SpaceX returns its Falcon 9 to the pad for another Starlink launch attempt

After two launch attempts and a week of downtime, SpaceX has returned its Falcon 9 rocket to the launchpad for the Starlink mission. The 90-minute launch window opens at 10:30pm ET Thursday (02:30 UTC Friday), and the weather—including those pesky upper-level winds—appears likely to cooperate.

With a mass of 18.5 tons, this will be SpaceX’s heaviest launch to date for either the Falcon 9 or Falcon Heavy rocket.

The rocket will attempt to boost 60 Starlink satellites, each 227kg, to an altitude of 440km. This is the company’s first block of Starlink satellites for what should eventually be a much larger constellation, and they will help SpaceX gauge its performance and conduct tests of several key systems.

With six more launches, for a total of about 400 satellites, SpaceX founder Elon Musk said the Starlink constellation will reach the point of being able to offer some initial Internet connectivity to ground-based users. A dozen launches would bring “significant” connectivity, he said, and 24 launches would bring near-worldwide service.

Why is SpaceX getting into the space Internet business? Earlier this month, during a call with reporters, Musk said he anticipates Starlink will enable SpaceX’s goal of building a self-sustaining city on Mars. Potential launch revenue tops out at about $3 billion a year for the company, he said, but capturing just 3 percent of the global Internet market could bring in about $30 billion. “We see this as a way for SpaceX to generate revenue that can be used to develop more and more advanced rockets,” he said.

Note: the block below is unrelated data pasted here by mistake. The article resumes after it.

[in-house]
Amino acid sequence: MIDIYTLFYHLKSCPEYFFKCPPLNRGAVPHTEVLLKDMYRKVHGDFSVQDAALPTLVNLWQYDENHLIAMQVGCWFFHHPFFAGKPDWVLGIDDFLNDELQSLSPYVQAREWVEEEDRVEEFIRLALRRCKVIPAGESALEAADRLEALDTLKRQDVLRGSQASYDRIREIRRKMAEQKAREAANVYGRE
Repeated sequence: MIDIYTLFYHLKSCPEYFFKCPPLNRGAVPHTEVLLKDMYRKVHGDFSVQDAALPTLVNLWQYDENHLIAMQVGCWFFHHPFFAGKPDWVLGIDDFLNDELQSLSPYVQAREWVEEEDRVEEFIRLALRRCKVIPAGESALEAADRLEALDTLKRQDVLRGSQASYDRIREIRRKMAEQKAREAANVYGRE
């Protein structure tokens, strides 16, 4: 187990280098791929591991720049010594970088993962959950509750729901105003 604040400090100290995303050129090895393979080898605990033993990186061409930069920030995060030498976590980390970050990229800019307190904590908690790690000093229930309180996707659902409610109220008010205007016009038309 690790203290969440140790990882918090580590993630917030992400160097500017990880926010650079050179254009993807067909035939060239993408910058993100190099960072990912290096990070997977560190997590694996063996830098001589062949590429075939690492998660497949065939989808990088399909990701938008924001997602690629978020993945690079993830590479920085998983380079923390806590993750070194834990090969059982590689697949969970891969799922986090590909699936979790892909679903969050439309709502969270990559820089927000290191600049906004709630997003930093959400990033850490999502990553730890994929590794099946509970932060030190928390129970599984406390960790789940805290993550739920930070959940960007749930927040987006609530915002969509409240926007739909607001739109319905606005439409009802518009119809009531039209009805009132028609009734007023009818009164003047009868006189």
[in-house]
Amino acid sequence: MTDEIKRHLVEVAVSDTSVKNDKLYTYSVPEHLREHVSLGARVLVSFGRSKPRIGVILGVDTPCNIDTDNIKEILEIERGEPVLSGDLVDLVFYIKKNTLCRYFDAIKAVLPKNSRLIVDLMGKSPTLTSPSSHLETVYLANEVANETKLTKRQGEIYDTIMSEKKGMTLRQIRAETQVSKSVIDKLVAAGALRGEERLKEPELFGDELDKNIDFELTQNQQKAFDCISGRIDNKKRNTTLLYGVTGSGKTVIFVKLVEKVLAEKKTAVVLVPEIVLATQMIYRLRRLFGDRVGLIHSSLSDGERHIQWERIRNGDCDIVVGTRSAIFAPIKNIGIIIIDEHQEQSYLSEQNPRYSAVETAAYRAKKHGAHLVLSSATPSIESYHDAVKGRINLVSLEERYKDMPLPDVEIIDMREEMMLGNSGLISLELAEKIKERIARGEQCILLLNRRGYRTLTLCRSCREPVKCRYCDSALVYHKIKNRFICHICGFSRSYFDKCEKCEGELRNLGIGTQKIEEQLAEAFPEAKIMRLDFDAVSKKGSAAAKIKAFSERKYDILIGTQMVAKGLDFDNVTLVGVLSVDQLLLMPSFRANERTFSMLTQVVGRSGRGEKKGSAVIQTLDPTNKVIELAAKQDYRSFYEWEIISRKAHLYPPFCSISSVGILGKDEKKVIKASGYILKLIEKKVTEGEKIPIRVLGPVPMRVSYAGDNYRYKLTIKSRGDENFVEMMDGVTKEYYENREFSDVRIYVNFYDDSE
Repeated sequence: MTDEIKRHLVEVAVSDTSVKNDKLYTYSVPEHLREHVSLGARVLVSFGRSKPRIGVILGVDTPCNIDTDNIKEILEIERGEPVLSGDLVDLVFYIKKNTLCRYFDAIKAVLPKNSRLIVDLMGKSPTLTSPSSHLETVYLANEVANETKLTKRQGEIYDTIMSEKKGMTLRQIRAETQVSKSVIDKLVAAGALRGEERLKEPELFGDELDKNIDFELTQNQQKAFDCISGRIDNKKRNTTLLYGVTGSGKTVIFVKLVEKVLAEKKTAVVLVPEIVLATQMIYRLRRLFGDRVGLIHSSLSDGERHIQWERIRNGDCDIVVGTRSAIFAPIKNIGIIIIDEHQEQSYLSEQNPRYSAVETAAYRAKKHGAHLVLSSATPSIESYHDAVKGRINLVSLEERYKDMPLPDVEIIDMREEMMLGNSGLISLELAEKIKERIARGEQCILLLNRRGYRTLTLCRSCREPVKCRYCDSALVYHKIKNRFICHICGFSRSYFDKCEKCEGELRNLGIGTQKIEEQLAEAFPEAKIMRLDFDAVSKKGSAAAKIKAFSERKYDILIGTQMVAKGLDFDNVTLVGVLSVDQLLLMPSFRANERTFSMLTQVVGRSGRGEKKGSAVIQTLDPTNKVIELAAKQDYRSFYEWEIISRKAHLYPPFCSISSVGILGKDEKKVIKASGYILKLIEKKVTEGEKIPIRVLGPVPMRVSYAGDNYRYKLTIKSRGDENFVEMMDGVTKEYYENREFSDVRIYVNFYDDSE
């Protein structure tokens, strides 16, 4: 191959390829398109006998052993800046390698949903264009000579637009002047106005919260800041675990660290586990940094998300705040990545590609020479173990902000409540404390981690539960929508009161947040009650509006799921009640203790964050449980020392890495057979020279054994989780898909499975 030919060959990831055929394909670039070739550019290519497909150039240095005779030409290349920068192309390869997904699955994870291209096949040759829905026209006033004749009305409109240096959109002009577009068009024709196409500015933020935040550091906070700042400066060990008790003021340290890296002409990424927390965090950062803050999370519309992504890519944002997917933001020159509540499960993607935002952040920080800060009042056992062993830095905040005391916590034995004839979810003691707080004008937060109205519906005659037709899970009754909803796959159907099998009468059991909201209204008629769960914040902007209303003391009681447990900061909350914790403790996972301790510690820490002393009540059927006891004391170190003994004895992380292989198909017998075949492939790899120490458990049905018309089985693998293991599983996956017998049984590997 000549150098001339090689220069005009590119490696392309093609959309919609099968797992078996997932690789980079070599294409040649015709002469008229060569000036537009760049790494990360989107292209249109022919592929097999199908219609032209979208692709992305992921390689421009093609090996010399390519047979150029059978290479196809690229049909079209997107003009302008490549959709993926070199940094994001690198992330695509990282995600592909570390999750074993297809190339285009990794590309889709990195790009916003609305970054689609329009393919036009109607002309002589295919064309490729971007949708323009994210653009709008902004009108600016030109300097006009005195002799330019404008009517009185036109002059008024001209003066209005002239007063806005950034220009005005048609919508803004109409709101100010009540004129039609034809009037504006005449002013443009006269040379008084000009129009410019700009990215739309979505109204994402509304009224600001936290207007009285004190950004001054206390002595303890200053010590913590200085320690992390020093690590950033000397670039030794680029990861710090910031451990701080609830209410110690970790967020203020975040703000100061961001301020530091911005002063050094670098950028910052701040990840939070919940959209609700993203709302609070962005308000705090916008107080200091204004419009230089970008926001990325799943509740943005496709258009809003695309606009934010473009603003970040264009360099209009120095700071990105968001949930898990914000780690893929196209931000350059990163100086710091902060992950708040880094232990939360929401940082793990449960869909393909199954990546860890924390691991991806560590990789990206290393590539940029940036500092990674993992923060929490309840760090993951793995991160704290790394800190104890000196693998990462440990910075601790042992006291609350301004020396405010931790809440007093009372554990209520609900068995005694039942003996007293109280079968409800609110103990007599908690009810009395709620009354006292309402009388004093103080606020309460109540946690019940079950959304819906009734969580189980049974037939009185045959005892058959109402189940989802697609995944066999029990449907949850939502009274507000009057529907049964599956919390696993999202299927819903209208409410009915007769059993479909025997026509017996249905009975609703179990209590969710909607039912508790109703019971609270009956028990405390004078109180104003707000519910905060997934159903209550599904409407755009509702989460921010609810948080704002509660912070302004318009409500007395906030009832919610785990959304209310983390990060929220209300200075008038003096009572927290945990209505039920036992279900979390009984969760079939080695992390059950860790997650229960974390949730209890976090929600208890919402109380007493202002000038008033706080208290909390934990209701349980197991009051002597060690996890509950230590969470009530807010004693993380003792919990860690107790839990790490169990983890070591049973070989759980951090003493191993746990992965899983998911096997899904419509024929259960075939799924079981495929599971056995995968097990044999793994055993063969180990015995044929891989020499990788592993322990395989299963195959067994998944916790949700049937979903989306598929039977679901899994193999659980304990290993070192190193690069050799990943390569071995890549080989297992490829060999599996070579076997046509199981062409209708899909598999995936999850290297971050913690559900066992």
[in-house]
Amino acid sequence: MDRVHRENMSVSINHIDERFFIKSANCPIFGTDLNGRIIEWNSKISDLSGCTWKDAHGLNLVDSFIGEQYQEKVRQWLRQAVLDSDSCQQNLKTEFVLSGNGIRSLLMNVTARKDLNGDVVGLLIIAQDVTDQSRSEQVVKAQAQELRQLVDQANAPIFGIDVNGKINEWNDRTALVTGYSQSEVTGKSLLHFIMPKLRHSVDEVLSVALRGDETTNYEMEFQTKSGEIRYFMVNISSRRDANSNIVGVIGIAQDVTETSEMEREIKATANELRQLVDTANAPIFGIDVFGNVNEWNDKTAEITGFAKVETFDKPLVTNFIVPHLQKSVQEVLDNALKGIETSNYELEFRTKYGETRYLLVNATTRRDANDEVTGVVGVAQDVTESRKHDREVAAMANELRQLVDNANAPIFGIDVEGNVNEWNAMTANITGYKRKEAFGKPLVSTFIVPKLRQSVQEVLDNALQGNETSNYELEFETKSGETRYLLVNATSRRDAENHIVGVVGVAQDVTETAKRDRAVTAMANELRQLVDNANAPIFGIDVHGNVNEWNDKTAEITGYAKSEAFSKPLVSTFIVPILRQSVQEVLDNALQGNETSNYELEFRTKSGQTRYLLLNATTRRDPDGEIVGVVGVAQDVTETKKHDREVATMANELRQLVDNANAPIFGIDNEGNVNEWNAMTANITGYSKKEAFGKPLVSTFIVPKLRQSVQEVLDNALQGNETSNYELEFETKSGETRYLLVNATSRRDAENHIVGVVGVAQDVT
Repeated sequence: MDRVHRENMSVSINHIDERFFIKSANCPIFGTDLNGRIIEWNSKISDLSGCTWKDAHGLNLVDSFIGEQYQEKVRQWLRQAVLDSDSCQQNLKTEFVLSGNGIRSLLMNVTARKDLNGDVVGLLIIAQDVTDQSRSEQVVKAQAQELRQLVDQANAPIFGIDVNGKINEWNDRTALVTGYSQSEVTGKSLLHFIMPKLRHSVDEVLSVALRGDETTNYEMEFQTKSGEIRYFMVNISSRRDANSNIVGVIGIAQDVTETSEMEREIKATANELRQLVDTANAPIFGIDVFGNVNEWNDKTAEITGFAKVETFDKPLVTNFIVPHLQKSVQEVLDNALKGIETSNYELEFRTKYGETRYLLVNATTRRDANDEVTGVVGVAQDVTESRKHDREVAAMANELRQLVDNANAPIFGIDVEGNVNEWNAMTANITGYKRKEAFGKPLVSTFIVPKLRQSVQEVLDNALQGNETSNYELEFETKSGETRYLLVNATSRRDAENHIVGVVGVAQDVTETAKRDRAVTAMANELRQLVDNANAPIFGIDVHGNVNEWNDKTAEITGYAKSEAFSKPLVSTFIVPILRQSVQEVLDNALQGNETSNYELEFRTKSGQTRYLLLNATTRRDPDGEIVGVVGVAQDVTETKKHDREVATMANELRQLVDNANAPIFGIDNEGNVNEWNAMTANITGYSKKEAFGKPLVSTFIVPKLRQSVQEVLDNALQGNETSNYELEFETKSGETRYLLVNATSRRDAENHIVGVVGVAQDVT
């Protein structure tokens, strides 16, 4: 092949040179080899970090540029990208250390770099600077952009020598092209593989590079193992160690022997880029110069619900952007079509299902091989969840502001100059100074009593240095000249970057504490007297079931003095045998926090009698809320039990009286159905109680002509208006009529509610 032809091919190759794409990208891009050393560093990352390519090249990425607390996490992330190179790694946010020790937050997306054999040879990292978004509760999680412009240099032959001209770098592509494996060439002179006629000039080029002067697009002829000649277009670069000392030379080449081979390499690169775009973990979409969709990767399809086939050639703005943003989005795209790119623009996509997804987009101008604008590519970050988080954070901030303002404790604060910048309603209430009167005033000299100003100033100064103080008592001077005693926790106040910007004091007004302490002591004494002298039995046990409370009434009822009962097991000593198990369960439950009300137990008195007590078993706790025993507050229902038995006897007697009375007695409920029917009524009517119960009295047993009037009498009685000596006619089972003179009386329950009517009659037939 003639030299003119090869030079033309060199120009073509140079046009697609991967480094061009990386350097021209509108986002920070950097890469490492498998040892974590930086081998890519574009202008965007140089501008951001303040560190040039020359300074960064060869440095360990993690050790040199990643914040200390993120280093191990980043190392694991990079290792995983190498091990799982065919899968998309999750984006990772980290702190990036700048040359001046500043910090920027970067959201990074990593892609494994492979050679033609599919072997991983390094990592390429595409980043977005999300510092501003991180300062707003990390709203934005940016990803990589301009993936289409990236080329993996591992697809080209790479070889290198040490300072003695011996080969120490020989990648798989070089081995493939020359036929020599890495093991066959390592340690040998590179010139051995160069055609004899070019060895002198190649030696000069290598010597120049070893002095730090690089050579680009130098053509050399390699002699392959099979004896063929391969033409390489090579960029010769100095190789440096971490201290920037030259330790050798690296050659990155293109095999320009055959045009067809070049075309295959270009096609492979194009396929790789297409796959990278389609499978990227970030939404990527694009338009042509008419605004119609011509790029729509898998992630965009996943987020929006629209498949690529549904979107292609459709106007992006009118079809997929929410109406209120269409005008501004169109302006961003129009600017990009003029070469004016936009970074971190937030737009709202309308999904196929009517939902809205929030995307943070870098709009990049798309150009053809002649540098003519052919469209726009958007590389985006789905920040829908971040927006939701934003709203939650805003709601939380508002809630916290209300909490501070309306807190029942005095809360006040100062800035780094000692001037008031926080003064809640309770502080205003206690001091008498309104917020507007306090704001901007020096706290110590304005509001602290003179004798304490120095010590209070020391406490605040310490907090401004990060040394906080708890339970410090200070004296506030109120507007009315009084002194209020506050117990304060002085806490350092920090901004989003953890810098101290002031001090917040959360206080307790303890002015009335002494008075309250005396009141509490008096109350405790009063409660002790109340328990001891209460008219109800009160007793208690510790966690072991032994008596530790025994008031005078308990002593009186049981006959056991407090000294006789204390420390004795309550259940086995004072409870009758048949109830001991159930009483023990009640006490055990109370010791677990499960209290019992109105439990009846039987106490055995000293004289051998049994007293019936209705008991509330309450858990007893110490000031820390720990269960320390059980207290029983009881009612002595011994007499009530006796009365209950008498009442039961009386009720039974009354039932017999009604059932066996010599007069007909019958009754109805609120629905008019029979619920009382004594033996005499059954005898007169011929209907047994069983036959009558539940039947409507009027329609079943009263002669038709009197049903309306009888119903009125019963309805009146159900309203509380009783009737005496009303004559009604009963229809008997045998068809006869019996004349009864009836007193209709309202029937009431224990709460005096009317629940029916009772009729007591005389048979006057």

Stay for satellite deploy

The first part of Thursday night’s launch will be familiar to those who have seen a Falcon 9 launch before. After the rocket’s first stage sends its payload into space, it will separate and attempt to land on the droneship, which will be stationed downrange in the Atlantic Ocean.

The real novelty will come about an hour after the launch, when the Starlink satellites begin to deploy from the Falcon’s upper stage. In order to save mass, each of the 60 satellites will not have its own release mechanism, such as a spring. Instead, the Falcon rocket’s upper stage will begin a very slow rotation, and each of the satellites will be released in turn with a different amount of rotational inertia. “It will almost seem like spreading a deck of cards on a table,” Musk said. SpaceX is sure this novel deployment method will work.

A webcast for the Starlink launch should begin about 15 minutes before the launch window opens, and it will include coverage of the satellite deployment.

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